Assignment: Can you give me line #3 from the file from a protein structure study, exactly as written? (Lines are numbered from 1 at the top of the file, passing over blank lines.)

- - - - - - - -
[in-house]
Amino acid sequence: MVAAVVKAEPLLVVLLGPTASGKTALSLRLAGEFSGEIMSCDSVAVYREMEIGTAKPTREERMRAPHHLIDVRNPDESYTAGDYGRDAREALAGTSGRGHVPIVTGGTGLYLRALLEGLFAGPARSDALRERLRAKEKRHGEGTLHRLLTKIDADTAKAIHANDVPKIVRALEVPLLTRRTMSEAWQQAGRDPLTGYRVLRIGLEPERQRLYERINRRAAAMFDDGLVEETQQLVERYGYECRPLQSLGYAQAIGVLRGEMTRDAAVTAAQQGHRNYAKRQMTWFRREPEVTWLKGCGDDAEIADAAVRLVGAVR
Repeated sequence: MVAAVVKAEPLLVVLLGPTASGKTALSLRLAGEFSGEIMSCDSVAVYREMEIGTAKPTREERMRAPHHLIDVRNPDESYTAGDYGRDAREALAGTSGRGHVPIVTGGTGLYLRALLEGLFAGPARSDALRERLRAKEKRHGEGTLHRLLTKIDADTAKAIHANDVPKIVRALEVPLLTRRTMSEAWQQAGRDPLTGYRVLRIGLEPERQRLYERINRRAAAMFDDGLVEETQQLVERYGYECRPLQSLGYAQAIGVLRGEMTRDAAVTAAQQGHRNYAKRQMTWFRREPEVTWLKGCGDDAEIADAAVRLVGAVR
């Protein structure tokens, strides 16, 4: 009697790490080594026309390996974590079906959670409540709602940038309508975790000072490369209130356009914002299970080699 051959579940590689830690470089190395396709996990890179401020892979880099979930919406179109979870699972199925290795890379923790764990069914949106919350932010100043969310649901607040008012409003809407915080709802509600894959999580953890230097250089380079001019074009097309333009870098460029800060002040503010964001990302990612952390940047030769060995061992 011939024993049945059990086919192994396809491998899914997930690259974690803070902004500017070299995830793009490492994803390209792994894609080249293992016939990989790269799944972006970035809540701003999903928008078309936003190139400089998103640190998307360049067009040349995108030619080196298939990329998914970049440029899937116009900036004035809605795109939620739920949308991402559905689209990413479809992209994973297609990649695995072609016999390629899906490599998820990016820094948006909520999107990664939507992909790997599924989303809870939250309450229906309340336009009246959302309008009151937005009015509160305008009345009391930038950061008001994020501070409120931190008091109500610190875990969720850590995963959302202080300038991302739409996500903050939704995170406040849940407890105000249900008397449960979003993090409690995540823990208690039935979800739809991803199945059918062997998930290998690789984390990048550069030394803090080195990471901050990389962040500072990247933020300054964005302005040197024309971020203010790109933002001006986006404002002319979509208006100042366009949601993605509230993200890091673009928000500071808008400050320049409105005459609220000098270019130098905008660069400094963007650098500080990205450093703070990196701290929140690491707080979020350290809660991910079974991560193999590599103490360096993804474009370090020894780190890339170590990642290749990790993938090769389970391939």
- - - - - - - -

Repeated sequence: MVAAVVKAEPLLVVLLGPTASGKTALSLRLAGEFSGEIMSCDSVAVYREMEIGTAKPTREERMRAPHHLIDVRNPDESYTAGDYGRDAREALAGTSGRGHVPIVTGGTGLYLRALLEGLFAGPARSDALRERLRAKEKRHGEGTLHRLLTKIDADTAKAIHANDVPKIVRALEVPLLTRRTMSEAWQQAGRDPLTGYRVLRIGLEPERQRLYERINRRAAAMFDDGLVEETQQLVERYGYECRPLQSLGYAQAIGVLRGEMTRDAAVTAAQQGHRNYAKRQMTWFRREPEVTWLKGCGDDAEIADAAVRLVGAVR